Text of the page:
Also, with the whole COVID-19 thing the band has been on a hiatus but we did manage to do a band photo shoot by shooting us one at a time. This outdoor shoot at least brought the whole group together to catch up with each other.
 
5. What do you like about Red Herring? What is it that keeps you all together and enjoying doing music together?
 The band, really values creativity. We are constantly finding ways to reinvent older songs so they are not stale reproductions of something that was done in the past. Enrico has such a fund of songs that the band has really only scratched the surface! 
 
6. I am sure you have plenty of stories related with an unexpected songwriting process. Would you mind sharing the craziest inspiration for a song you have had throughout your career?
 Well, coming up on our next release after ‘Neon’ will be one of those, that is ‘Check Your Posture’. Somebody in the band must have been at a chiropractor appointment before rehearsal and left a brochure sitting around. 
Enrico picked it up and started to read verbatim from this and it gave birth to an educational, funky, and humorous song! 
 
7. We can see a very specific focus on you as a band with your music. Do you feel sometimes overwhelmed with the way music is consumed nowadays? We realize that now musicians are not only the musicians only but also the social media experts, the producers, the managers and even the choreographers of their own videos. How does the new music world makes you feel as a band created in the 80s? 
Well, I think there has usually been this gulf between the music and the music business, and in some ways, it still exists for most of us in the band which is why we hired a publicist team to help us! Actually, back in the 80’s we had a friend, supporter who seeing our weakness in promoting ourselves jumped in and became a ‘manager’ for a while. I guess one thing about the band in today’s parlance is that we have a strong brand-we were never trying to be the next pop sensation, it was about learning Enrico’s weird songs and creating new songs growing out of the band as a unit.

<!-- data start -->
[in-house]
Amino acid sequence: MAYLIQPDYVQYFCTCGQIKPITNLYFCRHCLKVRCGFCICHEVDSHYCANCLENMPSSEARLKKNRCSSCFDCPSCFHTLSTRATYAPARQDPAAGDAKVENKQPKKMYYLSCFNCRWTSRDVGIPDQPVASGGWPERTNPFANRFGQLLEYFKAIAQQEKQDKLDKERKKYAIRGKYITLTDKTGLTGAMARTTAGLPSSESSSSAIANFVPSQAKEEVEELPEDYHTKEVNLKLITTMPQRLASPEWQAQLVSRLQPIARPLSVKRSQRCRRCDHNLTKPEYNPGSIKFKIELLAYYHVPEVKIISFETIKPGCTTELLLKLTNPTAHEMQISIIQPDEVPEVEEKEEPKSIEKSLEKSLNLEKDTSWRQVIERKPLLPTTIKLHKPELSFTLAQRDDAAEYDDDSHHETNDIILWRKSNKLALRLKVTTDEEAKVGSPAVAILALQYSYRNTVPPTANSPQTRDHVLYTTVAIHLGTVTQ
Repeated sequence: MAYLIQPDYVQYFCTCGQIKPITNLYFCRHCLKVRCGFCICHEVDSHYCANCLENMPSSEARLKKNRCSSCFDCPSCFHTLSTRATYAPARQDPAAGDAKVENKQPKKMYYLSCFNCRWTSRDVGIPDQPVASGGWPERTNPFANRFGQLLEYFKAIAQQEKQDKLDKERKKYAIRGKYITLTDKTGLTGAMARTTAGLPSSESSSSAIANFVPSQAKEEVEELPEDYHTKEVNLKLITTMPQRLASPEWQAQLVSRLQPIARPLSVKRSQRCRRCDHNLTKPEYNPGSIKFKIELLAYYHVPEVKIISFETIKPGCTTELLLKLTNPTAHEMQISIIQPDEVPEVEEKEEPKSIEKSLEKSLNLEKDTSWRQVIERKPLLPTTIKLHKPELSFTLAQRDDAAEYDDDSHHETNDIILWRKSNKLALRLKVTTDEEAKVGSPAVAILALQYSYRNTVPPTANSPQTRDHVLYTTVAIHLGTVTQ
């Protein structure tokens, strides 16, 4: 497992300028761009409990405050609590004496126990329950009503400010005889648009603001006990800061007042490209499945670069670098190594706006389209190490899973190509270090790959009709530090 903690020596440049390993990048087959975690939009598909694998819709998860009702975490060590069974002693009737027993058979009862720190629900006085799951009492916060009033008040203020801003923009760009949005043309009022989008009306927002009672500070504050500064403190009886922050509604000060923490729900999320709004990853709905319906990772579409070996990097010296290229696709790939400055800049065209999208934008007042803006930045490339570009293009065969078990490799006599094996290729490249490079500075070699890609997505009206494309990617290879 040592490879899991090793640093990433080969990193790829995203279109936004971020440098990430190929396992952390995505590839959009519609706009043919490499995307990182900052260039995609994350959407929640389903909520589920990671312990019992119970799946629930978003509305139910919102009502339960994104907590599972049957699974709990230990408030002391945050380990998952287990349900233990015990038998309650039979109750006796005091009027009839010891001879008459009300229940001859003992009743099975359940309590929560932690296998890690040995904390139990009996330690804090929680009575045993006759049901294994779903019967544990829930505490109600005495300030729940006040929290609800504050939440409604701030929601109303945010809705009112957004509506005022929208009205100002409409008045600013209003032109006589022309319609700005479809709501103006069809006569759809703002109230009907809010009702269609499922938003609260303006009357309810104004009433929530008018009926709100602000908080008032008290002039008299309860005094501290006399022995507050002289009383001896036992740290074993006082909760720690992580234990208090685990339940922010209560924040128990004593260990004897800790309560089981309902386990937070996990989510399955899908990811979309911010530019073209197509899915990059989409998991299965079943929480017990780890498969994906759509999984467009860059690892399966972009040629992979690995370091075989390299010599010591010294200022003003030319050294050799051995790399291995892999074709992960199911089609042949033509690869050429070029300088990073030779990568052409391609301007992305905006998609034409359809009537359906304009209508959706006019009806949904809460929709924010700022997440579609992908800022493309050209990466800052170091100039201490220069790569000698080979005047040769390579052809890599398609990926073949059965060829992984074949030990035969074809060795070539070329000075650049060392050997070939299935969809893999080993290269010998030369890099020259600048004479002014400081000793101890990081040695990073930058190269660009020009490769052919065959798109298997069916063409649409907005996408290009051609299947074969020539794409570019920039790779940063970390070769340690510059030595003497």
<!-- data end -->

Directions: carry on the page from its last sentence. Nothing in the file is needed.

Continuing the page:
8. We are always interested to know what the last five songs our interviewees have played on their Spotify/apple music/CD player are (or however you consume music). Are you listening to anything in particular for the last couple of months?
 I enjoy listening to the Jazz Radio app where I go to the Paris cafe channel when not otherwise exploring the thousands of vinyl records I picked up on my years of touring the world. (Stephen)
 
Billy Strings, Doc Watson, Elvis Costello, Doris Day, Mulatu Astatke, lots of flamenco (Enrico)
 
9. Enrico, using only unexpected materials, colors, shapes, flavors, experiences, tell us how your music sounds to your own self?
Burlap & Silk.  
 
10. Last but not least, Enrico, if there were no boundaries at all, what would be your craziest wish or dream if you could ask for at this moment?
To see what’s on the other side of the Big Bang.  

Follow Red Herring:

Bala

Bala

Share: Share on facebook Share on twitter Share on linkedin Follow Bala:
Episode 6: Blackout Orchestra

Episode 6: Blackout Orchestra

Watch the whole interview
Episode 5: The Fallaways

Episode 5: The Fallaways

The Fallaways are preparing some new material that will change things forever.
Episode 4 : Cory Hotline

Episode 4 : Cory Hotline

Matt, Jay, Connor and Ben from Cory Hotline joined us at the studio to talk about a bunch of diverse…